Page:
For all of the concepts and styles that television has adopted from film since entering into its Golden Age, film has been slow to take ‘advice’ from its smaller screen cousin. One notable absence in the world of cinema is adult animated movies. This is particularly disappointing considering how some of the best work on television over the past two decades has come from literally two-dimensional leads. (Important note: I will be focusing exclusively on American animation. I am well aware that amazing work has been done overseas, but I am not well-versed enough in them to speak about it.)
Everybody loves animated movies. They’re generally critically and commercially successful, can appeal to people of all ages, and provide easy merchandise opportunities. It’s a win-win for audiences and studios alike. But the animated movie landscape disappointingly lacks diversity – and not in the Disney Princess Ethnicity Checklist way. We have the annual offering from tear factory Pixar as well as the less emotionally traumatizing works from Walt Disney Studios, which has undergone a resurgence over the past several years but is still essentially formulaic. The underrated Laika often brings stop motion back to life with remarkable works like ParaNorman. Plus we receive the annual “treat” of uninspired CGI animated films whose biggest selling point is a bevy of famous actors doing voices (e.g. Epic, Rio, The Nut Job, Madagascar, Angry Birds, The Secret Life of Pets, etc.).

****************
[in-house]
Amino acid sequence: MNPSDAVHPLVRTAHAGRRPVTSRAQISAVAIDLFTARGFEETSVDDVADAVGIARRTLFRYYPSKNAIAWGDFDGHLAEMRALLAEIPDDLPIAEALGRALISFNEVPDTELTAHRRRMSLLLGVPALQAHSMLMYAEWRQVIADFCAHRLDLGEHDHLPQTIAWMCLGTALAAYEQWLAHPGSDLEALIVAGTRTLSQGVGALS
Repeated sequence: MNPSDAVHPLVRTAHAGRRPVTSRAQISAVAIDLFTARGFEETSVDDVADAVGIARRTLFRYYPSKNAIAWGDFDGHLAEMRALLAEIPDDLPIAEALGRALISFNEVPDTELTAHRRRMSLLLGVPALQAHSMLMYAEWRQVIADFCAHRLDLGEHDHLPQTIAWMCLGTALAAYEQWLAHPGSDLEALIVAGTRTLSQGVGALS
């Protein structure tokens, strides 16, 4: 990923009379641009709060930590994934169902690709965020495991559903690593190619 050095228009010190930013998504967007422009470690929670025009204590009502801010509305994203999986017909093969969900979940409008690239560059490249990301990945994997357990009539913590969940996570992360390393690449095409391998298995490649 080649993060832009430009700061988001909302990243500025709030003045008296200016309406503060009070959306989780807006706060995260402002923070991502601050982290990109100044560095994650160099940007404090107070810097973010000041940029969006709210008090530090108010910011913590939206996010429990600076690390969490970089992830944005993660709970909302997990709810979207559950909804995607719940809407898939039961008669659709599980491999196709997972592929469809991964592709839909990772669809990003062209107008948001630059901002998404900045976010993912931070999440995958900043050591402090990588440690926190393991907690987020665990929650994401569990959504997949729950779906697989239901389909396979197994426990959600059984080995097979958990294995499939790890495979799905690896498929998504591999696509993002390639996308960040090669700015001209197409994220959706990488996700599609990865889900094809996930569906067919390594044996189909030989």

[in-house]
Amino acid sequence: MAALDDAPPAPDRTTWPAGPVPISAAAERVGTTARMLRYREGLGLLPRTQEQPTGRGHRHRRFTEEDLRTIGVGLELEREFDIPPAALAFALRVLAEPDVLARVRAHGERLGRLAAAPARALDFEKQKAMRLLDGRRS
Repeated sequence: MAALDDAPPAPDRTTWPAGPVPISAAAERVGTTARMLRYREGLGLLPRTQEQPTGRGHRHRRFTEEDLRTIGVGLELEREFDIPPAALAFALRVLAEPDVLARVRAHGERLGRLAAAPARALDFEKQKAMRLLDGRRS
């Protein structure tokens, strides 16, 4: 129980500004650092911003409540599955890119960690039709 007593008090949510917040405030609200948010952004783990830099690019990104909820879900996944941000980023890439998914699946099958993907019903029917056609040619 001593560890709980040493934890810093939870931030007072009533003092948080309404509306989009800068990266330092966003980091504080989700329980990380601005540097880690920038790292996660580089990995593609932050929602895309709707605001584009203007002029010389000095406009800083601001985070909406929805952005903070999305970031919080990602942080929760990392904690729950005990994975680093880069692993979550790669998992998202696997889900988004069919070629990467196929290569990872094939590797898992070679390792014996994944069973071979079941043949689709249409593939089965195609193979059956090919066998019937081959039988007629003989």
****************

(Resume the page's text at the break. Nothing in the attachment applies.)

Every couple of years, there will be a nifty outlier that stands apart from its contemporaries, whether due to having a unique voice at the helm (e.g. Wes Anderson with Fantastic Mr. Fox), featuring a remarkable visual style (e.g. the incredible detail given to the world of Rango), or just by being genuinely fun (e.g. The LEGO Movie, as compared to other voice actor-heavy, pop culture influenced CGI affairs). But what do all these movies have in common? They’re primarily made for kids. Sure, a lot of them appeal to adults and thankfully don’t talk down to the audience, but at their core, they’re for children. This isn’t necessarily a bad thing, but there’s almost nothing in this cinematic world primarily meant for adults to enjoy. (One notable exception is The Simpsons Movie, which is still family friendly. Another is the relentlessly depressing but fantastic Mary & Max, which most certainly is not.)
Yet while movies have remained stuck in this unfortunate bias towards the animated genre, television has been experimenting with the adult-audiences animated show for well over 20 years now and has achieved great success with it – both commercially and critically. One can probably trace this back to 1989 when The Simpsons first entered our lives (and will never leave), but that was only the precursor of what was to come. The 90s produced more grown-up, albeit shorter lived, animated shows such as The Critic (1994 – 1995) and Duckman (1994 – 1997), both of which featured early progenitors of the depressed anti-hero protagonist that define this Golden Age of Television. Since its 1997 premiere, South Park has been one of television’s most consistently revolutionary series (new season starts September 16). One also must credit Fox for giving us Futurama (1999) (until unjustly cancelling it) and blame Fox for giving us Family Guy (1999) (and unjustly bringing it back), both of which are still popular today. And it’s impossible to acknowledge the modern trend in animation for adults without crediting the launch of Adult Swim on September 2, 2001. For over a decade, it has served as one of the most important homes for animated programming as well as other brands of offbeat, surreal series and specials that could not find a home anywhere else. It has become quite the powerhouse since the early days of just Space Ghost: Coast to Coast and Aqua Teen Hunger Force (which only ended its run last month).